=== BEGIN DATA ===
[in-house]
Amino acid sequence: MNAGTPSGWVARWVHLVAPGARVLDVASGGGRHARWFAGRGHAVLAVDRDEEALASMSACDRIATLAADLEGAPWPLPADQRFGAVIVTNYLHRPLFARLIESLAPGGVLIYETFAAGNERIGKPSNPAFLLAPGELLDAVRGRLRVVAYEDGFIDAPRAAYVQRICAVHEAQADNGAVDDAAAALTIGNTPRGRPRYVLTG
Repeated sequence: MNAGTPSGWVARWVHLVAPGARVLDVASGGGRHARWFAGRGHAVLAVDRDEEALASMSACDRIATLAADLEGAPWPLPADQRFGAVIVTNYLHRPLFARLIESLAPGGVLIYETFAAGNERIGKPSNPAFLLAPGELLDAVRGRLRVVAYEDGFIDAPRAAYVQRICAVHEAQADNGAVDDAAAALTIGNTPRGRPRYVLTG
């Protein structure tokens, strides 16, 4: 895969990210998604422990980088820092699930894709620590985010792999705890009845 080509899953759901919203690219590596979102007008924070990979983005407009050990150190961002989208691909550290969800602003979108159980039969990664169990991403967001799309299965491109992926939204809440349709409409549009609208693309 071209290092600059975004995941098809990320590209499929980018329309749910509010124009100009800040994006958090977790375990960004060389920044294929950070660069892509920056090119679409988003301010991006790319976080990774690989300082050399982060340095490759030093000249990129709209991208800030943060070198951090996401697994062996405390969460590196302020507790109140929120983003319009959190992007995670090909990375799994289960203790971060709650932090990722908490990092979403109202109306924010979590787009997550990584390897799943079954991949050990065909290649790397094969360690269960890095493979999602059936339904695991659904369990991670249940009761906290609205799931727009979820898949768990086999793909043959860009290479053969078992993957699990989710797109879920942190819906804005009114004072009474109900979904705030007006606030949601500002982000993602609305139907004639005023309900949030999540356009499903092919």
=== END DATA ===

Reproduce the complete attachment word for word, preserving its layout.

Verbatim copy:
[in-house]
Amino acid sequence: MNAGTPSGWVARWVHLVAPGARVLDVASGGGRHARWFAGRGHAVLAVDRDEEALASMSACDRIATLAADLEGAPWPLPADQRFGAVIVTNYLHRPLFARLIESLAPGGVLIYETFAAGNERIGKPSNPAFLLAPGELLDAVRGRLRVVAYEDGFIDAPRAAYVQRICAVHEAQADNGAVDDAAAALTIGNTPRGRPRYVLTG
Repeated sequence: MNAGTPSGWVARWVHLVAPGARVLDVASGGGRHARWFAGRGHAVLAVDRDEEALASMSACDRIATLAADLEGAPWPLPADQRFGAVIVTNYLHRPLFARLIESLAPGGVLIYETFAAGNERIGKPSNPAFLLAPGELLDAVRGRLRVVAYEDGFIDAPRAAYVQRICAVHEAQADNGAVDDAAAALTIGNTPRGRPRYVLTG
């Protein structure tokens, strides 16, 4: 895969990210998604422990980088820092699930894709620590985010792999705890009845 080509899953759901919203690219590596979102007008924070990979983005407009050990150190961002989208691909550290969800602003979108159980039969990664169990991403967001799309299965491109992926939204809440349709409409549009609208693309 071209290092600059975004995941098809990320590209499929980018329309749910509010124009100009800040994006958090977790375990960004060389920044294929950070660069892509920056090119679409988003301010991006790319976080990774690989300082050399982060340095490759030093000249990129709209991208800030943060070198951090996401697994062996405390969460590196302020507790109140929120983003319009959190992007995670090909990375799994289960203790971060709650932090990722908490990092979403109202109306924010979590787009997550990584390897799943079954991949050990065909290649790397094969360690269960890095493979999602059936339904695991659904369990991670249940009761906290609205799931727009979820898949768990086999793909043959860009290479053969078992993957699990989710797109879920942190819906804005009114004072009474109900979904705030007006606030949601500002982000993602609305139907004639005023309900949030999540356009499903092919």